WASHINGTON — The U.S. House and Senate are expected to fast-track yet another stop-gap spending measure next week to prevent a federal government shutdown Thursday.
But the new target deadline — Dec. 20 — could make for a not-so-merry Christmas for lawmakers as they attempt to hash out a long-term spending plan while the Democrat-led impeachment of President Donald Trump approaches its expected vote in the House next month.
When Congress passed the temporary spending measure that runs out Thursday, House and Senate leaders said they were optimistic they could work out a long-term plan to fund government through Sept. 30, 2020, the end of the budget year.
That hasn't happened yet, so they are giving themselves a new deadline just before the Christmas holidays. In the meantime, federal spending will remain at its current levels.
U.S. House Minority Whip Steve Scalise, R-Jefferson, said funding for the U.S.-Mexico border wall is "one of the holdups" that has yet to be worked out in the long-range plan.
“Those negotiations are going on, but the wall is a big sticking point,” he said. “Hopefully we can come to an agreement over it.”
Trump has signaled to leaders that he would veto the long-term budget if it doesn't include the funding he wants for the wall.
Members from both chambers and both sides of the aisle have expressed frustration over the need for another temporary fix, formally known as a "continuing resolution" or "C.R." in Congress-speak.
"This is evidence of failure, not of success," said Rep. Steny Hoyer, D-Maryland. "It is absolutely essential that we pass the C.R. to keep our government operating, but it is an indication that we have not gotten our business done as we should."
Hoyer accused the Senate of being beholden to Trump's whims.
"They need the president to say, 'Simon says,'" Hoyer said. "I know that for a fact based upon conversations with leadership in the Senate."
Scalise said it would be a waste of time to pass something that Trump wouldn't agree to sign.
"The president is part of this process," Scalise said.
WASHINGTON — The first public hearing in an historic impeachment inquiry doesn't appear to have budged the views of Louisiana Republicans, who…
Also tangled up in the gridlock is an effort to provide a long-term extension for the National Flood Insurance Program. There are about half a million NFIP policyholders in Louisiana. The program also is set to expire Thursday if it doesn't get a similar extension. Like last time, it could be added to the spending proposal and get another temporary reprieve.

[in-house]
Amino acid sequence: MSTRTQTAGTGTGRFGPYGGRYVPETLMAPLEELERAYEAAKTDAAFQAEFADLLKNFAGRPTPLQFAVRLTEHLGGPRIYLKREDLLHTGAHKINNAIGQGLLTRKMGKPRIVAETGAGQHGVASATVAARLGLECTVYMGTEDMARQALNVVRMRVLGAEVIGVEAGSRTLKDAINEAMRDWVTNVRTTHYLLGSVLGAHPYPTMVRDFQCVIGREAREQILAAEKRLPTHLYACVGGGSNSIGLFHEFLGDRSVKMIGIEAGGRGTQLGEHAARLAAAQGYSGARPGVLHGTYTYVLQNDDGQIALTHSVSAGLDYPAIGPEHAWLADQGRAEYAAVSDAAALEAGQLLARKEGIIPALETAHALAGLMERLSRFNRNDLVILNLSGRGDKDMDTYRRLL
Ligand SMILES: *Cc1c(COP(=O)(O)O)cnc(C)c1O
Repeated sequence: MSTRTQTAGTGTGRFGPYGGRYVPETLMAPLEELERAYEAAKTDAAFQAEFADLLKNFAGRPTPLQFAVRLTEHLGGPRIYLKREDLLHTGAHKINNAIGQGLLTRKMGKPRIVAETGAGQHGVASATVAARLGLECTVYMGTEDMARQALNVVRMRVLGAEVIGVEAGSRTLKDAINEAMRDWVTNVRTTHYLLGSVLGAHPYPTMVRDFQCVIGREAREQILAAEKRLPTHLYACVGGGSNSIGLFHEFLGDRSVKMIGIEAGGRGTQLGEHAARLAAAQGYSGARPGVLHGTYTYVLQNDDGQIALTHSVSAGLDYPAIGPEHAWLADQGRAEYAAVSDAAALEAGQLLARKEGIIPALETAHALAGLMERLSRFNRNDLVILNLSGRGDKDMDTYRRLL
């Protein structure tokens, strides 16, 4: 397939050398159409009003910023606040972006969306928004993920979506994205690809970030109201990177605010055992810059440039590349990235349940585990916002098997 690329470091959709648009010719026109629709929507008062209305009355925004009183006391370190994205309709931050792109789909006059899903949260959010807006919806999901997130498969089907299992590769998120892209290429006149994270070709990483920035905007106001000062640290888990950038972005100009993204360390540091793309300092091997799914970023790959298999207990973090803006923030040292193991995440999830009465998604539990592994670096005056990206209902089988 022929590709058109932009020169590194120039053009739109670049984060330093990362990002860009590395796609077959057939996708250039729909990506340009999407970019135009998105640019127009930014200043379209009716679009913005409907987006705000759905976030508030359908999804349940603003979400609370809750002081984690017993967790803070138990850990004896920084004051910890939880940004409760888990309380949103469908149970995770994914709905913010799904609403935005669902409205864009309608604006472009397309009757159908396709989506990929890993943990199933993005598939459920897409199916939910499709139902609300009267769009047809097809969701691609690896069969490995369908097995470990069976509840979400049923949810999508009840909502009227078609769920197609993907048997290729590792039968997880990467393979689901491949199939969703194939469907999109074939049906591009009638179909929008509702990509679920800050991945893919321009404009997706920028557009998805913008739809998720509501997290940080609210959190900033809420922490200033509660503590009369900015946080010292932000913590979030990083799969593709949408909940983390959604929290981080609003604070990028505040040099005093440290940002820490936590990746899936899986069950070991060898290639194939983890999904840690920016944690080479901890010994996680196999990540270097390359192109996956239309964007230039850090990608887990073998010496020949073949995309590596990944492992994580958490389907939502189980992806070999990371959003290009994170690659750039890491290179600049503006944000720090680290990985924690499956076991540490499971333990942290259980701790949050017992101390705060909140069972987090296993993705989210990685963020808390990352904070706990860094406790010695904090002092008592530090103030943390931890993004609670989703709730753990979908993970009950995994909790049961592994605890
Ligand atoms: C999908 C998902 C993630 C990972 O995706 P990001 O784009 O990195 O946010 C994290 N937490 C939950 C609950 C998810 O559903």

Meanwhile, Congress has been consumed by the ongoing impeachment inquiry's public debut with two open hearings this week. The review of allegations that Trump sought to leverage foreign aid to Ukraine for his own political benefit had been playing out behind closed doors for weeks.
That changed when acting U.S. Ambassador to Ukraine William Taylor and George Kent, deputy assistant in the European and Eurasian Bureau at the U.S. Department of State, gave public testimony to the House Intelligence Committee on Wednesday, and ousted U.S. Ambassador to Ukraine Marie Yovanovitch on Friday.
Trump has repeatedly denied he did anything impeachable, and he has tweeted criticism of the three public witnesses' testimony.
Louisiana's Republican members of Congress have been fierce defenders of Trump amid the impeachment probe, while U.S. Rep. Cedric Richmond, the lone Democrat in the delegation, supports impeaching Trump.
WASHINGTON — Congress has approved another stopgap funding measure that will keep the federal government running at least through Nov. 21.
House Democratic leaders are charging toward an expected vote on articles of impeachment by the end of the year — setting up the potential for a collision with the new spending deadline that threatens a government shutdown just before Christmas.
The U.S. House is scheduled to be off the week of Dec. 16, the week the next temporary spending measure expires, but Hoyer warned members they shouldn't make plans to be outside of Washington, D.C., for the holidays.
"If, in fact, we do not fund government by the 20th, they may well be here longer than that," he said. "We will not leave here without funding the government of the United States of America."